“Ethnic minorities finding parliamentary success today are largely descendant from one specific group”

Sadly, these decisions and declarations are unsurprising to anyone familiar with the failure of the politics of representation, which allows for the elevation of individuals from one minority group while pursuing discriminatory policies against others. It is a colonial sleight of hand as old as the Empire itself, harkening back to practices of divide and rule that enabled imperial expansion. Today’s political goal is Brexit, and imperial habits are hard to break. 

The ethnic minorities finding parliamentary success today are largely descendant from one specific group with a particular imperial history: East African Asians descended from Indians, long employed by the British to oversee the East Africa Protectorate on their behalf. They acted as sub-imperial agents, maintaining and reinforcing the colonial hierarchy until Kenyan independence in 1963. Africanisation policies and Idi Amin’s expulsion forced thousands of these now “twice migrants” to the shores of Britain. This was a cohort perfectly poised to benefit from Margaret Thatcher’s “enterprise economy”, bringing with them wealth, strong English language skills and “family values”, as well as lived experience of a colonial hierarchy that rewarded domination of Black Africans. Narindar Saroop, the first Asian Tory Parliamentary candidate, felt that these upwardly mobile Sikh and Hindu Indians were “natural conservatives”, and so in 1976, the Anglo-Asian Conservative Society was born.

Saroop was quite the character. An ardent Anglophile, he once described himself as the kind of man who “sits on a tiger-skin rug, wearing a monocle, eating chicken tandoori and humming ‘God Save the Queen’”. He was also a key player in attracting conservative Asians to the party, facilitating meetings with Thatcher herself, and helping them buy into her vision of a self-reliant and entrepreneurial Britain. Their businesses and investments grew, and soon British Indians would become Britain’s wealthiest ethnic minority group, and a growing voter base for the Tories. In less than a decade, the British Indian Conservative vote almost tripled, from 9% in 1979 to 24% by 1987. The strategy was so successful that David Cameron repeated it in 2010.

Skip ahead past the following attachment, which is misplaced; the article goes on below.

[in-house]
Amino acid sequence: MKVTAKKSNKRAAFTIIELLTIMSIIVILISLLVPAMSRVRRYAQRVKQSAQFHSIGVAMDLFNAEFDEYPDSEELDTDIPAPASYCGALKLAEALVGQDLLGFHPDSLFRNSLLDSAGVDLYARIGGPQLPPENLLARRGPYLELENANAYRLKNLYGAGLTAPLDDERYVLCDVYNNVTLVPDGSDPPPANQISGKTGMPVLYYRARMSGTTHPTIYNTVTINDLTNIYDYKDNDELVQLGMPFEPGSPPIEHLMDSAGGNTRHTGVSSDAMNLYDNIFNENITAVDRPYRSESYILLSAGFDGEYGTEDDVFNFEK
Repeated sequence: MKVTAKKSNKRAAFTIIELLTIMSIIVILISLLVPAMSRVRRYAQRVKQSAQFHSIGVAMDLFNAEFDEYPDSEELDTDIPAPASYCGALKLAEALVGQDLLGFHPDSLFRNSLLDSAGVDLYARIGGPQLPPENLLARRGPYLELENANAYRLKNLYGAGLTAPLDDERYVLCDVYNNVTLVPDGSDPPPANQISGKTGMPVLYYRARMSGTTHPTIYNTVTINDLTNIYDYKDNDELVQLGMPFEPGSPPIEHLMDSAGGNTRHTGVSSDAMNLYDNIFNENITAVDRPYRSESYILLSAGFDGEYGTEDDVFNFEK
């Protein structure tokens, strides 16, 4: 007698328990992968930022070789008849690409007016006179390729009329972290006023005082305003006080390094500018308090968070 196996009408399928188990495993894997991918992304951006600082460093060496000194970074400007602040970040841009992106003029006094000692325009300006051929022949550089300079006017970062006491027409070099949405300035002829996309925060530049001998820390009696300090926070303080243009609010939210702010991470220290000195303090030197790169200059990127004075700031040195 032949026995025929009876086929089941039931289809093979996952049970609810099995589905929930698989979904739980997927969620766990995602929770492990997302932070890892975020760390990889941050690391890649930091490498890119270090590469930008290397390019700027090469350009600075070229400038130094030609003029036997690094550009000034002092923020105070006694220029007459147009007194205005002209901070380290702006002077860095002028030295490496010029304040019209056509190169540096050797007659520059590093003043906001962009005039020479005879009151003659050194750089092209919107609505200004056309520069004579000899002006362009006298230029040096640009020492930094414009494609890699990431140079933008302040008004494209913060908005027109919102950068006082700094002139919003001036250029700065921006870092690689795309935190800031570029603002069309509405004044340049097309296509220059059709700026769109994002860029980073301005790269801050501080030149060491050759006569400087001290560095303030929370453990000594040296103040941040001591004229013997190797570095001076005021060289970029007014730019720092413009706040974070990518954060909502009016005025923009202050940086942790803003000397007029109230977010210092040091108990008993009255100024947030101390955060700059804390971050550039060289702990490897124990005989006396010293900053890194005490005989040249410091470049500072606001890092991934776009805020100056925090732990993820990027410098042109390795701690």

“The party used the identities of cabinet members as inoculation from any charges of racism”

By 2017, the Conservative share of the British Indian vote was up to 40%, reflecting the growing Conservative Hindu and Sikh constituency. Although not all Conservative voters, British Indians were also the most pro-Brexit ethnic minority group, with 40% voting Leave. So when Boris won a landslide victory on the promise to “Get Brexit Done”, elevating British Indians to visibly senior positions and brownwashing the cabinet was a no-brainer. But this was not the anti-racist overture it was presented as – it was regression masquerading as progress. The party moved further right, pursuing anti-immigrant, xenophobic and Islamophobic policies and used the identities of cabinet members as inoculation from any charges of racism.

As Priyamvada reminds us, “A place at the majority table often comes at the price of silence or active complicity.” Unless members of minority communities are using their positions of power to alleviate oppressions of other marginalised groups, representation is not genuine progress.  In fact, the focus on a simple metric can often be a smokescreen for activism, and the current cabinet shows us as such. Remember, empire building was not only about taking advantage of divisions between communities but actively creating and exacerbating conflict for control. So while some might argue that having four British Indian members of the cabinet is at least some progress, it feels markedly closer to the indirect rule of the empire than any form of liberation.  

Whether for imperial expansion or Brexit Nativism, as a Black woman, one thing is clear — being ruled by brown faces instead of white is simply a return to the imperial playbook, not progress at all.